Throughout this trial, defense have seen incomprehensible decisions, despite defense objections.
One general example of this is the Chamber’s decision to rule on whether the Khmer Krom are to be considered part of the Vietnamese group for the allegation of persecution of the Vietnamese, even though the Chamber cannot rule on facts of which you are not seized, and this Chamber was not seized of the treatment of the Khmer Krom. This example illustrates all of the issues defense has seen before this court.
First, the prosecution and civil parties are trying to have the Chamber look at what the Khmer Krom suffered as a group by assimilating these people into the group of the Vietnamese. In their brief, the prosecution refers to the Khmer Krom continuously throughout (Ms. Guissé cited at least 10 instances) which is making reference to facts that the Chamber is not seized of. The civil parties were a more subtle, but also refer, once, to the Khmer Krom in their brief.
Defense anticipated this in their brief, and they explained that the Chamber is not seized of the Khmer Krom as a group. The prosecution knows this, and they are trying to introduce these facts on the Khmer Krom through their written statements and facts from Case 004. The accusations in this case do not concern the Khmer Krom. The prosecution could have asked in their introductory or supplementary submissions to include the Khmer Krom in the investigations, but they did not.
Next, OCIJ decided in 2010 that they were seized of facts of Vietnamese living in DK in certain areas, including incursions into Vietnam, but not crimes related to Khmer Krom. They rejected the all of the prosecution requests to act on additional facts not in the submissions.
In 2010, the PTC confirmed that the Khmer Krom are not in this trial, but the prosecution argued that they needed the evidence on the Khmer Krom to prove the persecution of the Vietnamese. The PTC judges said that the PTC does not have the right to go back after the fact to re-determine the scope of the investigation, and the prosecution does not have that right either.
Ms. Guissé noted that in four briefs from four parties, no one has the same set of charges against the Accused. And that means there is a problem from the very beginning. Ms. Guissé said that Chamber needs to be vigilant about what the starting point of the case is, what the original submissions of the prosecution were. And even if other facts are mentioned, the Accused can only be judged on the facts that the Chamber is seized of.
Going back to the Khmer Krom, at the beginning of this evidentiary trial, the prosecution did not hesitate to demonstrate that the Khmer Krom were targeted, which was incomprehensible to defense as those facts are not in the scope of this case. Apparently, it was not clear to the Chamber, because the Chamber said would need to rule on this later, as it needed to decide whether it was persecution of the Vietnamese or those perceived to be Vietnamese.
Following that, this Chamber rendered another decision and said that the question of the treatment of the Khmer Krom as a specific group was not what the Chamber was seized of. The reason to discuss this at length is that despite three decisions, by the CIJs, the PTC, and this Chamber, the prosecution has continued to ask you to rule on the issues related to the Khmer Krom.
The Khieu Samphan defense team requested that the Chamber ensure that the Khmer Krom are not in the scope of the decision in Case 002/02.
Ms. Guissé then discussed the issue of the rapes outside the context of marriage. The chronology of this issue was that first, there was an introductory submission in 2007 of rapes in one location. No other facts were added locally, and, in 2009, another submission of forced marriage. In 2010, the closing order was issued and case sent to trial.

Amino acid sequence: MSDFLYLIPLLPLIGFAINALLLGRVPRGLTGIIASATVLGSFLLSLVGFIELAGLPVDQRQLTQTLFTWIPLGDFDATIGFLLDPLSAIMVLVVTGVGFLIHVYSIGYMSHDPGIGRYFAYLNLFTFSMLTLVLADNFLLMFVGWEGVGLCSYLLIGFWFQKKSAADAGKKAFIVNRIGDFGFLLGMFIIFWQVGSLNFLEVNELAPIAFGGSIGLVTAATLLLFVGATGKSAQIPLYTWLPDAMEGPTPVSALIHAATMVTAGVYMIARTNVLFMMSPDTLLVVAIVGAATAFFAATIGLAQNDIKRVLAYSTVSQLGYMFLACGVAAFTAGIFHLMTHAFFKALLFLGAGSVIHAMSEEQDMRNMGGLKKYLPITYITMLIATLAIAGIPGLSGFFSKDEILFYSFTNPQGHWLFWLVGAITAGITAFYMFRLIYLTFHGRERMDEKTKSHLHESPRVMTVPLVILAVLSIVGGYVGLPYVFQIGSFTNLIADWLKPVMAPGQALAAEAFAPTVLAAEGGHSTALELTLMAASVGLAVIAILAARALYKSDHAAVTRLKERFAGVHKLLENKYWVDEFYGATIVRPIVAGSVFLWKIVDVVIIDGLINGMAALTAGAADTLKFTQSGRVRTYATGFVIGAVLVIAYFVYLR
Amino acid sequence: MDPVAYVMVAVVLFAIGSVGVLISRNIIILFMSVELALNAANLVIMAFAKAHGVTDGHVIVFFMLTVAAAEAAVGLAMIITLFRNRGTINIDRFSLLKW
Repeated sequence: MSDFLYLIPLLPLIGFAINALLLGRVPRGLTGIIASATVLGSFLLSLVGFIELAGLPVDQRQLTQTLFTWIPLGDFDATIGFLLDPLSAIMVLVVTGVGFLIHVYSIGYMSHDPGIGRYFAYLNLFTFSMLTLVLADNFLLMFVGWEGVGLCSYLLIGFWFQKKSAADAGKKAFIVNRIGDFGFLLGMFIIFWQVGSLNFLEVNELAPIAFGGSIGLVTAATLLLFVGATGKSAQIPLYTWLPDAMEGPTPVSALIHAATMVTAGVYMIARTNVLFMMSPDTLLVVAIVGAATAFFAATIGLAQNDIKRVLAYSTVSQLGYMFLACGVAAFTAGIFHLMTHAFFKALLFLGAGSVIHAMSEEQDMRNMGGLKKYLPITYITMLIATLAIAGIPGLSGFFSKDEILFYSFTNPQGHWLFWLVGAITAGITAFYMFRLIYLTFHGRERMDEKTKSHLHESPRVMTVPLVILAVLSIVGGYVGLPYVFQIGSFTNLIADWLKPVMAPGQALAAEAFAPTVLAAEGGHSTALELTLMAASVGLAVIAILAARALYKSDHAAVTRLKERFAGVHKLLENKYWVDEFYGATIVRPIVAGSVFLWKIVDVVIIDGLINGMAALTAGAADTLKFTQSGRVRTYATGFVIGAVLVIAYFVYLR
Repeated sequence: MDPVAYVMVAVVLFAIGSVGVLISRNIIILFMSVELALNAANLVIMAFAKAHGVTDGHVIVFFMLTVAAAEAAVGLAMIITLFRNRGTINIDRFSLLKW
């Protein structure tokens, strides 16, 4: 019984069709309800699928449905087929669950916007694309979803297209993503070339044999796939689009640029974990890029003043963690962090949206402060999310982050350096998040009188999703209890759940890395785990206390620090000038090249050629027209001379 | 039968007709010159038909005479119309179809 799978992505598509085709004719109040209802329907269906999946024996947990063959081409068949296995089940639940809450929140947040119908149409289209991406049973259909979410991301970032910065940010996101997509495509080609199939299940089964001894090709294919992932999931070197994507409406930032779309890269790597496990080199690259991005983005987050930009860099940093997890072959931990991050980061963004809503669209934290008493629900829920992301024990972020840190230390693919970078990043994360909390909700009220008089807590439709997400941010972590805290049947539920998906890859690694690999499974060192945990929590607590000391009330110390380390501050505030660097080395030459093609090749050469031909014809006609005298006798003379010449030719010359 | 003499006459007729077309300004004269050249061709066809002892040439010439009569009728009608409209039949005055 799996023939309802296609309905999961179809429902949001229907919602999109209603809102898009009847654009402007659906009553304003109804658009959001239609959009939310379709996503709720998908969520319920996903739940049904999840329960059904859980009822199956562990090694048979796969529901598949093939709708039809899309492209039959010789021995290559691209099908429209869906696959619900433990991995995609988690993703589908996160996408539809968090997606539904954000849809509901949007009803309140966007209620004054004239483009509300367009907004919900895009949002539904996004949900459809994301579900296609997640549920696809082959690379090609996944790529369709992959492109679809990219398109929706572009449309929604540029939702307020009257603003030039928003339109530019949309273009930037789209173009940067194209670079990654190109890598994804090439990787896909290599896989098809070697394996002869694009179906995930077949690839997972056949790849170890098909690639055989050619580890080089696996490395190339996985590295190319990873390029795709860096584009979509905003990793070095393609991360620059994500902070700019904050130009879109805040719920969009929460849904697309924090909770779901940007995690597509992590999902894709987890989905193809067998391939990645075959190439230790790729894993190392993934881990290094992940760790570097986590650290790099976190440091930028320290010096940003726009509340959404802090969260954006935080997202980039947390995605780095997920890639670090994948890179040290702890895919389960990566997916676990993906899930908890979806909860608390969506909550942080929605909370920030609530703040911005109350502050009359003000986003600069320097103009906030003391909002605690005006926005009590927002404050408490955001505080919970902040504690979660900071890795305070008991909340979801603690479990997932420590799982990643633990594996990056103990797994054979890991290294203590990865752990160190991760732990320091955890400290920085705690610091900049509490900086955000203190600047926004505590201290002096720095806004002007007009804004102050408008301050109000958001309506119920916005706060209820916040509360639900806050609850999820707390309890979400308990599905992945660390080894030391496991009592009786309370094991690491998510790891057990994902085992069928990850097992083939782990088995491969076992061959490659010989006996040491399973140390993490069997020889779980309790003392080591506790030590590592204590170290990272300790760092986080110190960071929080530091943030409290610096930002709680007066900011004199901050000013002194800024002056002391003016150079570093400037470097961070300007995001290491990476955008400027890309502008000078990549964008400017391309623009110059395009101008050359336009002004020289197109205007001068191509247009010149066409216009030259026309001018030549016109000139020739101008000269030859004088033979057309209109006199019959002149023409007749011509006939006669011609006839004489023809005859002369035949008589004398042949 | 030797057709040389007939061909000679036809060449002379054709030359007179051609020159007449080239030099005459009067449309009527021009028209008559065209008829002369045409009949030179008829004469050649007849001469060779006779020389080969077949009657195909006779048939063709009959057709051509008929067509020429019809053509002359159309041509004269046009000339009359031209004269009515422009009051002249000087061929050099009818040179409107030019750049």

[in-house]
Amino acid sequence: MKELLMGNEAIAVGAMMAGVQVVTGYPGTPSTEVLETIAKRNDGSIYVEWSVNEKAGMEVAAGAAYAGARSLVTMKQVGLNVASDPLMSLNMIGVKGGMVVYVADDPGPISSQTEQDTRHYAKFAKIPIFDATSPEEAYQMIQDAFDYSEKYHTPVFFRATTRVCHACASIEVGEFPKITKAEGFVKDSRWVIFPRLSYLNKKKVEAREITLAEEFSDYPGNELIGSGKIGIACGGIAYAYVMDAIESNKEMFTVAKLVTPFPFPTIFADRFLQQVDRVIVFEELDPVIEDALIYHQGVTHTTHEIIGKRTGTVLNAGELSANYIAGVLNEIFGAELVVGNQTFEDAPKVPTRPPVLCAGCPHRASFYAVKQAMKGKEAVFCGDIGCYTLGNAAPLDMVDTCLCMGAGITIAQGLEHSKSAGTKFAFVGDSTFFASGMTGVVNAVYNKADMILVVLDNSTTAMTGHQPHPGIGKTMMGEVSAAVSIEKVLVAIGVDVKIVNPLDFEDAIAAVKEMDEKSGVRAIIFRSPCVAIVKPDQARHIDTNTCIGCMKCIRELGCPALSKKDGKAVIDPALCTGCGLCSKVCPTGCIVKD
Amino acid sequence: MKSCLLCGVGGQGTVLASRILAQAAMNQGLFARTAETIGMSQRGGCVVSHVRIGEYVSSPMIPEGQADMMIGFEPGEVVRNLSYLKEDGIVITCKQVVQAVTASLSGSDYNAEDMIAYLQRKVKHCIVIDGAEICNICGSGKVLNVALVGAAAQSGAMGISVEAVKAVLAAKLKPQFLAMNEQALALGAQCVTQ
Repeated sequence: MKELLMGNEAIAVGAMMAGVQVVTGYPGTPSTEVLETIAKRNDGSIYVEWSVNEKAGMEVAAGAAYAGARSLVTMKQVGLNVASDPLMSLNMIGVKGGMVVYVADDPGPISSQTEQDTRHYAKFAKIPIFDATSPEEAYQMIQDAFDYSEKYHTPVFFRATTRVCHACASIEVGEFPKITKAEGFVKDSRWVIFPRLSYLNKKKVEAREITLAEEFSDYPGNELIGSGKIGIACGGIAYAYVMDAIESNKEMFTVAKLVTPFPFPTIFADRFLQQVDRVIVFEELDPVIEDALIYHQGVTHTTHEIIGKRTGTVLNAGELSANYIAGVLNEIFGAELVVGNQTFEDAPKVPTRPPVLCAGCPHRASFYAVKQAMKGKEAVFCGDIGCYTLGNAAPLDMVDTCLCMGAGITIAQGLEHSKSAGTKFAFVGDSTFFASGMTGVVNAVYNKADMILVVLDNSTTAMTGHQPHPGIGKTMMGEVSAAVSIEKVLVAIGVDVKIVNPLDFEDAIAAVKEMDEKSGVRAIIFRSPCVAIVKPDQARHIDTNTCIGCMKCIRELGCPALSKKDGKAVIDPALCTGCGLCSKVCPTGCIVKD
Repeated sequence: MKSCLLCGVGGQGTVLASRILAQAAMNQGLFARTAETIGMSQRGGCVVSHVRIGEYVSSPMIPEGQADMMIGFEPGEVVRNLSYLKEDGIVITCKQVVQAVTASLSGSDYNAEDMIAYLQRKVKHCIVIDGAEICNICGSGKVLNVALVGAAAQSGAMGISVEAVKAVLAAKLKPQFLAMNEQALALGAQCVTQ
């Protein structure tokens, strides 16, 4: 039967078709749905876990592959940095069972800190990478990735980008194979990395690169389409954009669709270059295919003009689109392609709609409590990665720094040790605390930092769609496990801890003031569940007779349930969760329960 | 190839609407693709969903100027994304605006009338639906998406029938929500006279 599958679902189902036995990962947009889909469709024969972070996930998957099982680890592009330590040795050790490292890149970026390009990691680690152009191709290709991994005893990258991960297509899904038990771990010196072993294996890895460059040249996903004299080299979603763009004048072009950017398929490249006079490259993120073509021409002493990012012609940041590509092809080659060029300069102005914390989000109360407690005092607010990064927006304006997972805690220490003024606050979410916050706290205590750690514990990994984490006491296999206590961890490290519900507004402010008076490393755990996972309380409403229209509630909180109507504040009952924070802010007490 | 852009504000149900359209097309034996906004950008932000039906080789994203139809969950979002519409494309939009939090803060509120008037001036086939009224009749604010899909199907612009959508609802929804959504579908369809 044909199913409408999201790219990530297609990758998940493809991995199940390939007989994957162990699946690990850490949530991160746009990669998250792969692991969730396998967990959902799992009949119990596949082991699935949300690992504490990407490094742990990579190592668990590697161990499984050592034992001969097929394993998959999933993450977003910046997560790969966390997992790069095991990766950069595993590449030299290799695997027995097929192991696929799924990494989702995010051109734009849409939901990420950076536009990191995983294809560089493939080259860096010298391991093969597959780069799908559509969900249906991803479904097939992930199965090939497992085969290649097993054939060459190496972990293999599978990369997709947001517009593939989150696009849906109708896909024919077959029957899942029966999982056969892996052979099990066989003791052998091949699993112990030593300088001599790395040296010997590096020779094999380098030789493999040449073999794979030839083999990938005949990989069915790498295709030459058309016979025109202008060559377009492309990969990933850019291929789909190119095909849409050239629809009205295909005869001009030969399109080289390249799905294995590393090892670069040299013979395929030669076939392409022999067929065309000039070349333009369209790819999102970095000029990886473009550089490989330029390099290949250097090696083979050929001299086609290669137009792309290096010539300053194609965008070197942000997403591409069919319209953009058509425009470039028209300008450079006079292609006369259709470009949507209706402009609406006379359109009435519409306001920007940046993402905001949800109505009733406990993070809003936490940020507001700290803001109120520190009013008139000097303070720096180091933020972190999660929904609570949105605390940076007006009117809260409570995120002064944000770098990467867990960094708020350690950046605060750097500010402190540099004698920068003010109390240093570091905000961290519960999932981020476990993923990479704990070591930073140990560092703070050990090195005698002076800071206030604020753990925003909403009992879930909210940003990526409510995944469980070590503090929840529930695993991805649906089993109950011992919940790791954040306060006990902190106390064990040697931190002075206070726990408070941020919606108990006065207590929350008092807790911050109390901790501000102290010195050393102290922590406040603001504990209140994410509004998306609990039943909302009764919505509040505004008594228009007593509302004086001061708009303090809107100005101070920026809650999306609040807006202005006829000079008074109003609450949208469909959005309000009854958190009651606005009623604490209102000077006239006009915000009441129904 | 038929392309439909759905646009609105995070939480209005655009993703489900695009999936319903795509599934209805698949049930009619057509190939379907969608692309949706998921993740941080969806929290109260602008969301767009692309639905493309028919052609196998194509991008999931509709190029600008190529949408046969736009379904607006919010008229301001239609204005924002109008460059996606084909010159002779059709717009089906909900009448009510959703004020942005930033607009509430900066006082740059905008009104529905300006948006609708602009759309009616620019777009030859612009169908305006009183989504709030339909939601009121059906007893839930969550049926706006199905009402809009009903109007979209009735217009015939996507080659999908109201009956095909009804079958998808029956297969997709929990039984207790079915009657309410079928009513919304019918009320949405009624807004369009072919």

Ms. Guissé stated that OCIJ had investigated illegally the rapes allegation, but the CIJs concluded that there wasn’t rape at the location listed or elsewhere, and that CPK’s policy was to prohibit rape, so if there were rapes during the DK, they were not a part of the CPK policy. The prosecution chose not to appeal this decision. Ms. Guissé noted that in the scope of the investigation, only the prosecution can appeal, that the defense cannot appeal on issues related to principles of law.
The CIJs did not include rape outside the context of marriage in the charges in the closing order, and the Chamber is not seized of rape outside the context of marriage, and in spite of this, in this Chamber’s judgement on Case 002/01, this Chamber brought up facts of rape outside the context of marriage in multiple paragraphs in the decision.
The civil parties appealed and SCC validated that you are not seized of cases of rape outside the context marriage. From the perspective of the prosecution and civil parties, you are hearing facts of rapes outside marriage, for example, in the civil parties’ final brief, there are more than five footnotes where rapes are mentioned, and they are listed as part of the charges. The prosecution makes two separate mentions of rapes outside the context of marriage in its final brief in this case. In this Chamber’s decision before the SCC, it was very clear that these are not included, and so if rapes did not take place in the context of the consummation of marriage, you cannot consider this evidence.
In a French court, if you are told that you are not seized of rape, you can recharacterize it, perhaps it is torture. And since there is a legal characterization of torture in the closing order, then why not put rape into torture? Ms. Guissé elaborated that this was why she had said that the Chamber is seized of facts, and not of legal characterization. The proper procedure is not to say, as the prosecution does, that these facts are interesting and let’s include them in the whole package because it will help you convict the Accused.